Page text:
We have lived ever since beneath the rule of inflexible mechanical laws operating in an indifferent space where there are no privileged locations or beings. Inevitably, the regularly orbiting and gravitationally linked bodies constitute a model, which has had a tremendous effect on our concept of the individual, the State, and all the arts and sciences. Citizenship is reduced to equality among so many predictable bodies in social orbit. The laws governing societies reproduce mechanical sociological laws, without historic roots. Architecture is dehumanized into large and blind cement blocks, making it impossible to distinguish a museum, a school, an office building, or a church, all with mechanically straight, functional lines, and without decoration. The walls are as speechless as machines. Nothing stands out. Nothing catches the eye as it travels up and down. In a medieval or Renaissance painting, a myriad of objects crowd around the characters, themselves covered with richly colored wrappers: plants of all kinds, animals, precious stones and spices, amulets, dwarfs, hunting or love scenes. In contrast, consider a modern painting, and observe its nakedness, its lack of symbols, and the teeming forms of life. With the exception of a Chagall, all these things have been exiled, our forms which surround us and permeate our senses and sensibilities have been exiled as superfluities; cold rationality prevails. To quote Chesterton, madness occurs when only rationality remains on the scene.

Desacralization has now penetrated the Christian churches: the exclusion of Latin with its mysteries, as if prayer were an entirely rational mode of addressing the Deity, tolerating no form of incantation, mystery, and, yes, incomprehension. Music in churches follows modern norms: Church architecture deliberately ignores the divine ground plan, the requisite place of the altar, the centrality of Christ. Christ himself is figured as a mad person, unable to carry the message of goodness and truth, an embodiment of meaninglessness.

Compare this, in turn, with the long and glorious history of Christ in art, on which a Chateaubriand could base, two centuries ago, an entire apologia of the Christian religion. Depending on the nation and civilizational background, Christ was the Good Pastor in the early centuries, the Pantocrator of Byzantine churches, the tortured man-god of Grünewald, the ascending figure of the Baroque. The Madonna is different yet the same in Michelangelo’s Pietà, under the brush of Raphael, or the Polish Virgin of Czestochowa, and the Virgin of Guadalupe, in Mexico.

All this sacrality, in art and life, followed certain rules. The sacred is always an object (for the eyes, the ears, the touch, the smell, the spiritual grasp), but it is a unique one, although through its powerful emanations it affects everything in its presence. Yet the source is unmistakable. Now our industrial society has endangered this uniqueness, since it accustomed us to the endless reproduction of the same, whether objects, images, the printed and spoken word. With every passing day, new inventions remove us from the divine-human framework in which objects made sense and in which the sacred justified also the other hierarchies of existence.

Television, radio, and movies banalize story-telling, present empty stereotypes. The art of a Henry Moore, a Calder, a Giacometti accustom us to the formless, the frightening, the meaningless, so that inhumanity and violence appear as norms of existence. Machines bring us in comfortable contact with sacred celebrations, as when television zeroes in on the priest’s tongue as he swallows the host. No mystery remains; man is removed from art, as both Malraux and Ortega assert. There are now novels (the “nouveau roman” in France, just rewarded with the Nobel prize in the person of Claude Simon) which have entirely banished the human being and reduced the “story” to objects, seen through the “camera eye.”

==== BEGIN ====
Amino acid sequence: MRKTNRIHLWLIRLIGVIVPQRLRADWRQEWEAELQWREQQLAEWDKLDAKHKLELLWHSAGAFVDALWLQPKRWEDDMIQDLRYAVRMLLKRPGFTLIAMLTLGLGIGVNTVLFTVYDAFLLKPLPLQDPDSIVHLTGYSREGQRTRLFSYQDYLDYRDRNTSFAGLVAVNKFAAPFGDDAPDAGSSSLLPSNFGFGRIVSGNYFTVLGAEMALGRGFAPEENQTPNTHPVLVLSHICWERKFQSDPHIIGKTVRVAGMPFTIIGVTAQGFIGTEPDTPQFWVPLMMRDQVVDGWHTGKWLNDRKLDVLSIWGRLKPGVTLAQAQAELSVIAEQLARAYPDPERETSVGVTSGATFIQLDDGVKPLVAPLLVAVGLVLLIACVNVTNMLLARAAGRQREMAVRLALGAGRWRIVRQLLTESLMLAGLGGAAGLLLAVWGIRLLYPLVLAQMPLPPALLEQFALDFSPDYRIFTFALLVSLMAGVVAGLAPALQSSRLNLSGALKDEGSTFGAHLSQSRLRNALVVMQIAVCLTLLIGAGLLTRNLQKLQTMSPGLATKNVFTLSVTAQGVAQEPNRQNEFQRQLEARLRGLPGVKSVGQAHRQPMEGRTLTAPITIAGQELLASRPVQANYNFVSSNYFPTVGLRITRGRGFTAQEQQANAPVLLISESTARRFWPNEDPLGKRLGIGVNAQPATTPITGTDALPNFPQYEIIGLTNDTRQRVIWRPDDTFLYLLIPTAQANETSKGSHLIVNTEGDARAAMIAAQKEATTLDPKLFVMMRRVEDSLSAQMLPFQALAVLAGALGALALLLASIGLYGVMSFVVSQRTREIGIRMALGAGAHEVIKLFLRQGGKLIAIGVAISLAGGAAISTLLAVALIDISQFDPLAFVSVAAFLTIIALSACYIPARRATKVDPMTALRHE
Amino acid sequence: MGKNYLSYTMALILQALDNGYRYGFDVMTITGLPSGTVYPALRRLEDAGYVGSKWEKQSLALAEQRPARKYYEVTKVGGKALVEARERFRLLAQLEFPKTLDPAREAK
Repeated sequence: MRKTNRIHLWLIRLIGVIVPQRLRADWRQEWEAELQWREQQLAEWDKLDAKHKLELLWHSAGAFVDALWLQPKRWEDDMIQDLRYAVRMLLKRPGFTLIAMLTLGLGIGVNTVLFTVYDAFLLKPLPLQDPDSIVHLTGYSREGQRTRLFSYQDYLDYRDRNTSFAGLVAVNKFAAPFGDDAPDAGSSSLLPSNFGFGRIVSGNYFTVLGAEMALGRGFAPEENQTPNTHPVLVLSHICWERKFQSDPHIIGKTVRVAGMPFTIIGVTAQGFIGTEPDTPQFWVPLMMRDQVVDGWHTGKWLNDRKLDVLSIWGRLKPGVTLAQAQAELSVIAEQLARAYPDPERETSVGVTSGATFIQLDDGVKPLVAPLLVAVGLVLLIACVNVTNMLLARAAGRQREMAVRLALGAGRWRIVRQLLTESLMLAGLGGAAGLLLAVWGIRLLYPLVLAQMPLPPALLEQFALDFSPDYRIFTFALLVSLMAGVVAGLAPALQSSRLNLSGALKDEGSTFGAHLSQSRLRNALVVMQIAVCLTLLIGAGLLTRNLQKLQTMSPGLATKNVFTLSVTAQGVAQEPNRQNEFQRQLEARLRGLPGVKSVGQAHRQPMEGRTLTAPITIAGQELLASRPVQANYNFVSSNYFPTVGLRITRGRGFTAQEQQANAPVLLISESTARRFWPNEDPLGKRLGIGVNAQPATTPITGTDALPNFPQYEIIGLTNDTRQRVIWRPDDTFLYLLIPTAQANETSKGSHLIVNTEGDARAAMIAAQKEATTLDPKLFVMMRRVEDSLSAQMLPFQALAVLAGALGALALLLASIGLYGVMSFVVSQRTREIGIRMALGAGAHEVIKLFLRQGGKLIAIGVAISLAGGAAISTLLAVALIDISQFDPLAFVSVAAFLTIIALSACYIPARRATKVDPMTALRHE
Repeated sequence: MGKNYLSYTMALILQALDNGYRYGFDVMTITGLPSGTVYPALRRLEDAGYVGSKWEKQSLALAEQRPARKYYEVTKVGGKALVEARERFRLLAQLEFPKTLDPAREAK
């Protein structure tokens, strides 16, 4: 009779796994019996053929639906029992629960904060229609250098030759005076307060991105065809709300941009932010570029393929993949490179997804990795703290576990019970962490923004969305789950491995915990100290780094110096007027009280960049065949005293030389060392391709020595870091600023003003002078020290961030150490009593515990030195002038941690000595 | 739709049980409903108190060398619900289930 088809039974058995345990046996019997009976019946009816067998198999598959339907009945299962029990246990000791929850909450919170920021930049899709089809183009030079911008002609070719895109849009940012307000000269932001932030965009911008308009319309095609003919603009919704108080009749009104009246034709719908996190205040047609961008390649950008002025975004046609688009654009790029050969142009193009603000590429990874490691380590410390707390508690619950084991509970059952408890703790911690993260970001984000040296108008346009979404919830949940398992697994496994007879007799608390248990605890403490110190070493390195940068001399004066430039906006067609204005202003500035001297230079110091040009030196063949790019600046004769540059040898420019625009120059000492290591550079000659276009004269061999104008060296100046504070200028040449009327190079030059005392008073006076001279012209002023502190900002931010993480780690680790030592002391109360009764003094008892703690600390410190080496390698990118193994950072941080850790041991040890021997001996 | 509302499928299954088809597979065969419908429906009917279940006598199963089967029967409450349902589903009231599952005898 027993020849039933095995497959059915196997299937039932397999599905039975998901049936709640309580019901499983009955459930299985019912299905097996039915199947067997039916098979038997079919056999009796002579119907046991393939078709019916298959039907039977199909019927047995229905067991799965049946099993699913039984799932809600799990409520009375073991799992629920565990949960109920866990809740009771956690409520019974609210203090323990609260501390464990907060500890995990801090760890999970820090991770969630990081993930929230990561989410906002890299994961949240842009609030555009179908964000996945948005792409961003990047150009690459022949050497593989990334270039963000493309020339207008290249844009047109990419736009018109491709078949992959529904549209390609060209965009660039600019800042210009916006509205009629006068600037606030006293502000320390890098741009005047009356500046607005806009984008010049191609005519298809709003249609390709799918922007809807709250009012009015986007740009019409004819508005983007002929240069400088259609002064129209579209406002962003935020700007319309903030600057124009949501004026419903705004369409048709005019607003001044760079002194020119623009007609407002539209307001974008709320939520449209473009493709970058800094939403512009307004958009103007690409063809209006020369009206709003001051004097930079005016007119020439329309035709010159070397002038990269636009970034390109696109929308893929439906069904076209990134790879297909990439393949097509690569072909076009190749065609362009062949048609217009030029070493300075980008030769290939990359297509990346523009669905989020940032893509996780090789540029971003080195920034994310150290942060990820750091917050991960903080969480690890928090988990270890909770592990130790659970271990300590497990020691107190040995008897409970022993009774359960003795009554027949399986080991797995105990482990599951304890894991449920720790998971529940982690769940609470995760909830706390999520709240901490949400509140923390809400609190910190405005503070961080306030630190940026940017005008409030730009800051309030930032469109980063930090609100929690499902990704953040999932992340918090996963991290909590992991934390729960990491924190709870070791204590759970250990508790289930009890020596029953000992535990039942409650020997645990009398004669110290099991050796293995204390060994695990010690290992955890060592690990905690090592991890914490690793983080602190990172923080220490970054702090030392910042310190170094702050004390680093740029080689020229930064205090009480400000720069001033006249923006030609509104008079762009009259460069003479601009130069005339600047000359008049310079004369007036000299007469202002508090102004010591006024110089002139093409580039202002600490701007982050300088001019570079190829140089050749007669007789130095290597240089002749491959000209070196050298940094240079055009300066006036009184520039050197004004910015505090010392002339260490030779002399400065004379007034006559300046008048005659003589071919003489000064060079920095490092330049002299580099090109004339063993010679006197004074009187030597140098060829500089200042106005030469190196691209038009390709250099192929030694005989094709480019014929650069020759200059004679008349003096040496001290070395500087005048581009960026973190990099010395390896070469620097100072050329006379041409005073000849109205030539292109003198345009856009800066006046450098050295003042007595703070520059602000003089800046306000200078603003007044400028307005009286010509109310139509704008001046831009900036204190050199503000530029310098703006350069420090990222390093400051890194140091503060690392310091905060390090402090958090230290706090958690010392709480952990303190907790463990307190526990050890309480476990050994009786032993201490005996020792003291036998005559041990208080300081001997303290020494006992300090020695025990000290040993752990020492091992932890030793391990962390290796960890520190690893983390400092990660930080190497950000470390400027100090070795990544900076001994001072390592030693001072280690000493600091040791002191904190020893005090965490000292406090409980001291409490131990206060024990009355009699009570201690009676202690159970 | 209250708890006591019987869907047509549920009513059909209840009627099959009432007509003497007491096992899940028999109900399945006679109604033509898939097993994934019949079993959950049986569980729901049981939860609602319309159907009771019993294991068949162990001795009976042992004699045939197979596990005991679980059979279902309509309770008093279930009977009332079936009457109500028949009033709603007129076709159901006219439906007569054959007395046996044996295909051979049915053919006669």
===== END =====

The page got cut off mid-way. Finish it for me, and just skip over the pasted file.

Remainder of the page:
The question of resacralization inevitably arises. The various formulae and recipes are, without exception, phoney, because the cause of the sacred is not man’s, it is God’s cause. Desacralized man cannot climb back to the sacred cavern; he has lost the leading thread. The sacred arises much like civilizations arise, without man’s consciously pursued actions. But we know that every civilization is a human stylization on an already given theme, a divine and cosmic theme. The civilization-giving process follows from the cosmological model. Nobody creates a cosmological model; only our individualistic and simplifying bent suggests that such models may be one man’s work, as we are taught that our cosmology owes its alpha and omega to the one Galileo. A cosmology, that is a world picture, a collective, time-transcending vision, is the product offerees perhaps beyond our comprehension, and certainly beyond our creative power. At best, it is the work of many individuals and groups, not necessarily pursuing the same object, but harmonizing nevertheless under the vast vault of the same impulse, as the works of St. Benedict, Dante, and Goethe, great men with diverse motivations, were ultimately harmonized.

In fact, a new cosmology has already made its beginnings. The Galilean/Newtonian universe (Newton himself was dissatisfied with it) is slowly, ever so slowly, gliding out of focus, and a finite cosmos has reappeared on our horizon. Industrial society itself has produced not only critics, but also thinkers (strangely, among schools of sociology) who analyze its enormous blockages and counterproductive achievements. We may live through the last stages of mindlessly reproduced consumer “goods” and of a return to the uniqueness of objects. There is, of course, no way of forecasting a new civilization, although thinkers like Nietzsche and Heidegger have forcefully stated the exhaustion of the present “gods” (or idols) and the expectation of “new gods” leading us in some new direction. Being attuned to new “gods,” we do not renounce the Christian civilization, but remain attentive to its timeless source and inspiration.